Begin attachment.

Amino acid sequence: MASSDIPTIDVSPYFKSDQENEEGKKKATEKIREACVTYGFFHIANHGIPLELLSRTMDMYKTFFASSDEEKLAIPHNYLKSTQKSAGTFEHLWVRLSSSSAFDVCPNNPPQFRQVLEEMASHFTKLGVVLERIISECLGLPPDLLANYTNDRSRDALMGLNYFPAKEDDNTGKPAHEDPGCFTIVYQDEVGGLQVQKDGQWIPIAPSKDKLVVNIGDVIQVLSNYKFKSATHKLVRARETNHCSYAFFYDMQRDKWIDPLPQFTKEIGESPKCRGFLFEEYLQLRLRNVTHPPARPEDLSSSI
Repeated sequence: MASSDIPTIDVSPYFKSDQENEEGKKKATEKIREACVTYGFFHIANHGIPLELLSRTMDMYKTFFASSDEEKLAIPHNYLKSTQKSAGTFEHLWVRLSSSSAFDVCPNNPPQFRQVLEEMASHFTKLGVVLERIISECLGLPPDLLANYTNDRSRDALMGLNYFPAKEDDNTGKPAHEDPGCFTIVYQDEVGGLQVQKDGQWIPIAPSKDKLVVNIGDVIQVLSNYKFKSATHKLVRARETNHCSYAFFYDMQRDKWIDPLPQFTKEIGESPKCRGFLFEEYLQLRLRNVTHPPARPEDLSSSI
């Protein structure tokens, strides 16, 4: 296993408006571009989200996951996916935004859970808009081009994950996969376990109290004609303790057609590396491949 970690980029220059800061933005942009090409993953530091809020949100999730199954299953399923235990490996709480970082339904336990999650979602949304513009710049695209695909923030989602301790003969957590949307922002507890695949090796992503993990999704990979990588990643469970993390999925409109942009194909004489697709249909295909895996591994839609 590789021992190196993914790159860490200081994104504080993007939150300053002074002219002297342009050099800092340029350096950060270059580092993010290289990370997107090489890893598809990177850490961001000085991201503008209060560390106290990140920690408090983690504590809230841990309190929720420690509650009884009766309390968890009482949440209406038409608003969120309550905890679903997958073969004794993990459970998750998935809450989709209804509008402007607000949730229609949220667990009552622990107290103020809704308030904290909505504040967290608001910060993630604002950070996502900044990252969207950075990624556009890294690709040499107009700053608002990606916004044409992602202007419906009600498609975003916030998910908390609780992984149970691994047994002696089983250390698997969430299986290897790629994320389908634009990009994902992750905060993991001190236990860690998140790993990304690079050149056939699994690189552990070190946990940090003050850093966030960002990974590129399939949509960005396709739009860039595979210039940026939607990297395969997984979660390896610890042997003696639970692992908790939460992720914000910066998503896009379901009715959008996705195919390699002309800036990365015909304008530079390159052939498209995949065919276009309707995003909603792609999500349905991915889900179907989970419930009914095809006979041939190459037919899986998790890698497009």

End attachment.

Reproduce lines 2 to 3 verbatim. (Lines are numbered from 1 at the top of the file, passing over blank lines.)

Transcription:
Repeated sequence: MASSDIPTIDVSPYFKSDQENEEGKKKATEKIREACVTYGFFHIANHGIPLELLSRTMDMYKTFFASSDEEKLAIPHNYLKSTQKSAGTFEHLWVRLSSSSAFDVCPNNPPQFRQVLEEMASHFTKLGVVLERIISECLGLPPDLLANYTNDRSRDALMGLNYFPAKEDDNTGKPAHEDPGCFTIVYQDEVGGLQVQKDGQWIPIAPSKDKLVVNIGDVIQVLSNYKFKSATHKLVRARETNHCSYAFFYDMQRDKWIDPLPQFTKEIGESPKCRGFLFEEYLQLRLRNVTHPPARPEDLSSSI
């Protein structure tokens, strides 16, 4: 296993408006571009989200996951996916935004859970808009081009994950996969376990109290004609303790057609590396491949 970690980029220059800061933005942009090409993953530091809020949100999730199954299953399923235990490996709480970082339904336990999650979602949304513009710049695209695909923030989602301790003969957590949307922002507890695949090796992503993990999704990979990588990643469970993390999925409109942009194909004489697709249909295909895996591994839609 590789021992190196993914790159860490200081994104504080993007939150300053002074002219002297342009050099800092340029350096950060270059580092993010290289990370997107090489890893598809990177850490961001000085991201503008209060560390106290990140920690408090983690504590809230841990309190929720420690509650009884009766309390968890009482949440209406038409608003969120309550905890679903997958073969004794993990459970998750998935809450989709209804509008402007607000949730229609949220667990009552622990107290103020809704308030904290909505504040967290608001910060993630604002950070996502900044990252969207950075990624556009890294690709040499107009700053608002990606916004044409992602202007419906009600498609975003916030998910908390609780992984149970691994047994002696089983250390698997969430299986290897790629994320389908634009990009994902992750905060993991001190236990860690998140790993990304690079050149056939699994690189552990070190946990940090003050850093966030960002990974590129399939949509960005396709739009860039595979210039940026939607990297395969997984979660390896610890042997003696639970692992908790939460992720914000910066998503896009379901009715959008996705195919390699002309800036990365015909304008530079390159052939498209995949065919276009309707995003909603792609999500349905991915889900179907989970419930009914095809006979041939190459037919899986998790890698497009």